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House Passes China Currency Bill

The U.S. House of Representatives last week passed H.R. 2378, the Currency Reform for Fair Trade Act, by a vote of 348 to 79. The bill received strong bipartisan support from 249 Democrats and 99 Republicans, and now must be taken up by the Senate for final passage.

H.R. 2378 addresses currency undervaluation by foreign countries as a factor in foreign trade, and particularly China's undervaluation of its currency and the impact of that valuation on U.S.-China trade. While it is claimed to be consistent with U.S. obligations under World Trade Organization (WTO) rules, it allows the Department of Commerce under certain circumstances to impose countervailing duties on foreign exports to the United States when those exports benefit from currency manipulation by the foreign government in question (See " Ways And Means Passes China Currency Reform Bill, September 29, 2010).   

Calling the vote "a victory for U.S. jobs, investment, and growth," Fair Currency Coalition (FCC) Executive Director Charles Blum expressed gratitude to Reps. Tim Ryan, D-Ohio, and Tim Murphy, R-Pa., lead sponsors of the bill, saying, "These men are fighters and have struck a bipartisan blow on behalf of American business and workers against unfair trade and offshoring."

National Council of Textile Organizations (NCTO) President Cass Johnson also hailed the House action, saying passage of the bill "sends an unmistakable message that our country will no longer follow the road of appeasement and economic decline but will instead stand up for its workers, its manufacturers, and its economic future when countries such as China refuse to play fairly. This bill creates jobs and helps restore our manufacturing base while being deficit neutral. It is a win-win for the American people."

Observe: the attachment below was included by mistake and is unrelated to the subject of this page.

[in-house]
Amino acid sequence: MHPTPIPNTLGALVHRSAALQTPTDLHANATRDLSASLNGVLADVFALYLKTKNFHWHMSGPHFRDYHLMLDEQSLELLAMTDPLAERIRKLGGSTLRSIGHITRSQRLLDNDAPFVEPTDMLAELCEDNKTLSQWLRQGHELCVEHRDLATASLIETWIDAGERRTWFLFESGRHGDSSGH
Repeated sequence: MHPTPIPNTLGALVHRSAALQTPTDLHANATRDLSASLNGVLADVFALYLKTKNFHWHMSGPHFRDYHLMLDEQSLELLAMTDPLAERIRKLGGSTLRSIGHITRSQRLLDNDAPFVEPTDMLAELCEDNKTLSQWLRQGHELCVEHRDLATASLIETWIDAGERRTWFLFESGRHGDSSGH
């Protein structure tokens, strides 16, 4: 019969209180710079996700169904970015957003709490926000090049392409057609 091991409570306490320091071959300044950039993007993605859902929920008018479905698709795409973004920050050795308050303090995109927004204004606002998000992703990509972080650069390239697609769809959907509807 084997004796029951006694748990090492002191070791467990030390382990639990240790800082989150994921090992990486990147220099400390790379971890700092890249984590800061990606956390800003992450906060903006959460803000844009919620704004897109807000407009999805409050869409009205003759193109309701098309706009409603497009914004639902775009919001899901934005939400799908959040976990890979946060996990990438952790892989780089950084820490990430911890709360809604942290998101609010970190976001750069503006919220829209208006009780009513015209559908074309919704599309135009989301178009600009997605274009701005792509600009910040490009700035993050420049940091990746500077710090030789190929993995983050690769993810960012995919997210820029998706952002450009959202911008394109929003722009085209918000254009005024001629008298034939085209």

The National Retail Federation (NRF) opposes the bill, stating, among other concerns, that it would not comply with WTO rules because the WTO does not list currency exchange practices among the factors that can be considered in countervailing duty cases. Rather than legislation, the federation supports the use of "multilateral and diplomatic channels" to effect currency reform.

"While we agree that the Chinese currency needs to move toward a market-determined exchange rate, H.R. 2378 would be ineffective in addressing the currency issue and would create significant costs for U.S. companies and workers in retail and other industries," NRF Senior Vice President for Government Relations Steve Pfister wrote in a letter to House members. "This bill cannot provide effective leverage over China to resolve the currency issue or have any positive impact on either the trade deficit or U.S. jobs."

October 5, 2010